Understanding pain medicine

painkillers and drugs and how they work for your arthritis

Arthritis pain is often the starting point for seeking treatment, even before your diagnosiss. Understanding pain medicines, pain killers and drugs and how they work for your arthritis is a good start in managing pain.

To understand how pain relief works, we must first talk about how our body experiences pain. Nerve endings in most body tissues, respond to damage. When there is damage in your body (arthritic finger, burnt hand), pain-producing chemicals are released in your body to start the pain messages. The nerve fibres only create a nerve pain message if there are enough pain-producing chemicals.

The messages started by these chemicals are transmitted along the nerves to the spinal cord.  This is just like electricity travelling along power lines. The first pain-transmitting nerves end at the spinal cord. More substances are released there, and different nerves continue the pain message until it reaches your brain. Your brain tells you that you are in pain.

The two most common types of drugs for pain are paracetamol and non-steroidal anti-inflammatories (NSAIDs) like ibuprofen or diclofenac. For more severe pain your doctor may also prescribe nefopam or an ‘opiate’ (like codeine or tramadol) for short-term use. For nerve pain, you might be prescribed a different type of medicine like amitriptyline or gabapentin. For inflammatory pain, you might be given a steroid tablet or injection.

Oral steroids are sometimes prescribed when other medications to reduce inflammation in Rheumatoid Arthritis, and other inflammatory arthritis, have not adequately reduced pain. While steroids work very well, they are recommended as a temporary solution due to long-term side effects and they do not prevent joint damage that is typical in inflammatory arthritis.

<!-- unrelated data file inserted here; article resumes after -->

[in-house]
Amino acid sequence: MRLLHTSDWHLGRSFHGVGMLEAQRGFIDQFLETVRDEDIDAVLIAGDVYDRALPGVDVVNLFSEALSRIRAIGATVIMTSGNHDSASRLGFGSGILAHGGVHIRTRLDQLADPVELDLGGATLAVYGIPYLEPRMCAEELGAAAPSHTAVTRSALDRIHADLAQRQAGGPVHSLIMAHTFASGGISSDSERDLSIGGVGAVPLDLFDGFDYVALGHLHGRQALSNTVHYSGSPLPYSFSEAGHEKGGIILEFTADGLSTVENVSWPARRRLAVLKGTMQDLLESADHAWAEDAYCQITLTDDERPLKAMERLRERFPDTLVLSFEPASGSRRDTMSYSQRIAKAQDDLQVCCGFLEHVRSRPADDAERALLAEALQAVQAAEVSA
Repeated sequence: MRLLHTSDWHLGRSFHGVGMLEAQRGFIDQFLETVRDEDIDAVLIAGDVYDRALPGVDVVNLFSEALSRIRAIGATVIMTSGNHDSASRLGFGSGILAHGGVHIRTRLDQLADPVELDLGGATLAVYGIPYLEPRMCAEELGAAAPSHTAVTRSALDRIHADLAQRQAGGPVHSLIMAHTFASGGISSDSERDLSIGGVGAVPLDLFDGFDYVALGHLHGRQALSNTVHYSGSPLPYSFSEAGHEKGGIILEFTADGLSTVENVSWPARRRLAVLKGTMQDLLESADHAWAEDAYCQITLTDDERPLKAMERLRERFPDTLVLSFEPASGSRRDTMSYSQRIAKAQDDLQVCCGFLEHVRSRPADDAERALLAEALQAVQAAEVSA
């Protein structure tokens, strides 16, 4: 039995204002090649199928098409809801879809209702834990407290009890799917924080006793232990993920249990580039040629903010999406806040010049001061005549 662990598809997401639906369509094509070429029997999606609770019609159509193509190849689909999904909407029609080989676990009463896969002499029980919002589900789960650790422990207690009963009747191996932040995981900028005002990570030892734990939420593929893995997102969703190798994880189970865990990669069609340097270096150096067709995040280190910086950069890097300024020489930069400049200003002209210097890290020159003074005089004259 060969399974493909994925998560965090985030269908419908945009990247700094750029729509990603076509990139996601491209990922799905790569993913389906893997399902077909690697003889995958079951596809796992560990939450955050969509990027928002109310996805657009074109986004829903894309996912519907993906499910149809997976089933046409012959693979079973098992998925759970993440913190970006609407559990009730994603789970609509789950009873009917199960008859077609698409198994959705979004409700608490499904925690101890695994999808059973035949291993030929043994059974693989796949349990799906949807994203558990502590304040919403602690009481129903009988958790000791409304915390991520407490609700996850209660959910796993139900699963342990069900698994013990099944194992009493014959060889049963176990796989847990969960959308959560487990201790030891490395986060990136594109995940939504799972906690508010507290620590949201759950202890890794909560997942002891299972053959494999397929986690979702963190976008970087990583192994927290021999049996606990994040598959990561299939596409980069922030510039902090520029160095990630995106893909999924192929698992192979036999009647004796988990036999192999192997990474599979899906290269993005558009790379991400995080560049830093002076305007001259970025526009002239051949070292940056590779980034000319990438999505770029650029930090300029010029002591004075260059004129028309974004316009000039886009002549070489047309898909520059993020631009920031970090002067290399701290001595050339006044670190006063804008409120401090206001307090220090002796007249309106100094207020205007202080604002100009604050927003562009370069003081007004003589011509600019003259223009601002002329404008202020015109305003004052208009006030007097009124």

How each type of pain medicine works

  • NSAIDs reduce the amount of pain-producing chemicals that your body makes. Examples are ibuprofen and diclofenac.
  • Paracetamol slows the rate at which those pain messages travel along the nerves.
  • Tricyclic antidepressants interfere with the way the pain messages are passed along the nerves. The pain message is reduced as it passes each junction in the nerve, so your perception of pain is less. Amitriptyline and nortriptyline are commonly used for nerve pain, especially pain that keeps you awake at night.
  • Gabapentin, pregabalin or carbamazepine are for nerve pain. These medicines were originally introduced to manage seizures and are believed to interfere with how the messages are transferred from one set of nerve fibres to the next.
  • Steroids like steroid injections or a course of prednisone can reduce the inflammation that starts the pain signals.
  • Opiates include tramadol, codeine, fentanyl, and oxycodone work in your brain to reduce your perception of pain. These tend to be less useful for arthritis or long-term pain but might be used short-term like after a joint replacement.
  • Nefopam is a strong pain relief that works ‘centrally’ to reduce the pain sensation so works a bit like codeine but is not an opiate.
  • Topical non-steroidal anti-inflammatory (Voltaren gel) works like other anti-inflammatories by reducing the amount of pain-producing chemicals that your body makes in response to damage. These might be appropriate if you only have a few joints affected by arthritis.
  • Topical capsaicin work as counter-irritants and nerve desensitizers. With counter-irritants, the burn messages and the pain messages compete with each other on the nerve endings so the amount of pain that can be transmitted is reduced. New research shows that capsaicin has an additional way of working that involves desentisizing some types of nerve endings. Some people find topical capsaicin helpful, though others find the burning sensation too much to cope with.

 

Drug and medicine names